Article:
Marsden was also responsible for the Geological Survey, Dominion Laboratory, Dominion Observatory and other research units that had been transferred to the DSIR from other departments. Not all government science had been transferred; the Department of Agriculture, in particular, retained its scientific staff, insisting that they had an advisory as well as a research role. However, Marsden gradually managed (with the help of agitation from some of the scientists, and the leverage of Empire Marketing Board funding) to bring its plant research under DSIR co-ordination. After the election of the Labour government in November 1935 he was able to expand the DSIR's role in undertaking state-funded research. Plant research was transferred entirely to DSIR control and reorganised into five new divisions. Other new divisions were formed by splitting off specialist units, for instance the Soil Survey Division (1936) and Plant Chemistry Laboratory (1938). He began moves to transfer animal research from the Department of Agriculture as well, but this particular campaign was lost after he became caught up in defence work.
This began early in 1939 when New Zealand was invited to send a physicist to Britain to be briefed on a secret new defence development. There were few physicists in the government service (Marsden had until now been unable to gain approval for a physical laboratory in the DSIR, but had contrived to appoint some promising young physicists to other divisions), and it was decided that only Marsden himself was senior enough for such a mission. He flew to London and joined other dominion scientific representatives being shown the new technology of radar. Quickly gaining an understanding of its technical principles and potential, Marsden recommended that rather than waiting on Britain for the supply of radar equipment, New Zealand should move to develop some of its own. He continued his round of the British defence laboratories, making contacts with old scientific friends and new ones, and wangling the necessary information, plans and components.
He returned to New Zealand shortly after war was declared and, leaving the routine administration of the DSIR to his deputy, F. R. Callaghan, set about organising a radar development programme along with a multitude of other scientific projects for the war effort. Many of these were in fields of physical science and engineering previously undeveloped in New Zealand, and they not only succeeded in meeting urgent wartime needs, but later provided the basis for the DSIR's assistance to postwar industrial development. Marsden, as always, was particularly effective in initiating new projects, picking the right people for the job and inspiring them with his ideas and enthusiasm. However, this enthusiasm sometimes led him to promise more than his scientists could deliver – or his authority allowed. In 1943 he persuaded the commander of allied forces in the South Pacific, Admiral W. F. Halsey, to make use of New Zealand radar there. His scientists worked miracles to produce the sets, but the New Zealand chiefs of staff were not pleased at having to supply the crews to man them.
During the war Marsden travelled frequently to Britain and the United States to keep in touch with developments in radar and other scientific and technological fields. He was inquisitive and persistent, and made full use of his connections with the many other Rutherford students who were now in key scientific positions in Britain and elsewhere. Through such contacts and his own understanding of developments in physics Marsden got wind of the secret British and American programme to develop an atomic bomb, and boldly suggested that New Zealand scientists could assist. In April 1944, when the British needed more scientists for their teams in the American Manhattan project and the smaller Anglo-Canadian project at Montreal, Marsden's offer was taken up, and a group of the ablest scientists and engineers from the radar programme were sent to join them. As with other wartime projects, he was alert to the potential postwar benefits of New Zealand involvement, and at the end of the war gained initial agreement to the establishment of an atomic energy research unit in the DSIR. But in 1947 when, with the support of his Rutherford connections in Britain, Marsden proposed building a reactor in New Zealand, the government was not convinced.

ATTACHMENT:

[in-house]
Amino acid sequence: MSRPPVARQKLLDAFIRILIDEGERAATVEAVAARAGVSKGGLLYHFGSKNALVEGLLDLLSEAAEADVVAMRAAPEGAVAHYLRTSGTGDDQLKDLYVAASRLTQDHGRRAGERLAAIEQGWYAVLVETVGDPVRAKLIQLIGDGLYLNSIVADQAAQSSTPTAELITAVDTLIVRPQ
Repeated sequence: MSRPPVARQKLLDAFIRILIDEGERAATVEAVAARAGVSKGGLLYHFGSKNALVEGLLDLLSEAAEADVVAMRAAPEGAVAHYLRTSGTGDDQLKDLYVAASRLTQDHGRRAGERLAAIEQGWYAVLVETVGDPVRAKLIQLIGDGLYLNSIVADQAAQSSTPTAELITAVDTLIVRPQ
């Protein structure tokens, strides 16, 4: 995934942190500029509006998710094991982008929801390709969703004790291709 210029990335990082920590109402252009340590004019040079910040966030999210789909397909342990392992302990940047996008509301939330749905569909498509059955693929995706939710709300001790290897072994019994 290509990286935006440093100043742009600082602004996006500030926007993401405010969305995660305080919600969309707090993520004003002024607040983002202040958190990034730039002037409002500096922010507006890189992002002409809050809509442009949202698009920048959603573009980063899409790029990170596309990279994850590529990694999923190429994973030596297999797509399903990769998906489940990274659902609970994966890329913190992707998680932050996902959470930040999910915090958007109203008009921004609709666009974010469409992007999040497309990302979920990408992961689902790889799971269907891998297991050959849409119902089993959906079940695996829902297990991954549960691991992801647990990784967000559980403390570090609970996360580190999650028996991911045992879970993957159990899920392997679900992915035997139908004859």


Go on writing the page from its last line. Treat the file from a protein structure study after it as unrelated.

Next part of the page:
At this point Marsden made another of his unconventional career shifts. He now dominated New Zealand science to an extent unequalled since James Hector in the 1870s. In May 1947 he had been elected president of the Royal Society of New Zealand – and was thus at the head of both the department and the academy of science. However, his wartime work and lengthy travels abroad had introduced him to the higher circles of science in Britain, and had also distanced him from the growing pains of the DSIR, where he now faced a backlog of irritating problems and criticisms of his administration. In September Marsden persuaded his minister – without much difficulty – to let him step down as secretary of the DSIR and return to London to take a scientific liaison position there. Resuming a role rather like his wartime one, he became in effect an ambassador of science for New Zealand, making contacts and collecting information for scientific projects, and representing the country on international committees and conferences.
Although enjoying the brighter scientific lights in Britain, Marsden still remained attached to New Zealand. In 1954, when he reached 65, he returned to retire. He was still full of vigour and ideas, although his wife, Maggie, was ailing with heart disease; she died on 7 November 1956. Marsden remained busy on numerous advisory committees (including the DSIR's council), and returned to research on radiation. His contributions to science and New Zealand had been recognised by many honours, including a fellowship of the Royal Society of London in 1946, and in 1958 he was appointed Knight Bachelor. On 26 July that year at Eastbourne, Wellington, he married Joyce Winifred Chote, who was 30 years his junior. She assisted him in his researches and joined him on his travels. As the guest of research institutes around the world he continued investigations on natural radiation and its effects on human health. Vivacious, quick-thinking and approachable, he retained his exuberant enthusiasm and energy while becoming an elder statesman of science, honoured as one who had been there with Rutherford at the birth of nuclear physics.
He used a wheelchair after a severe stroke in 1966, but he still maintained his contacts with local and international scientists. Ernest Marsden died at his home at Lowry Bay, Wellington, on 15 December 1970, survived by his second wife, Joyce, and a daughter and a son from his first marriage.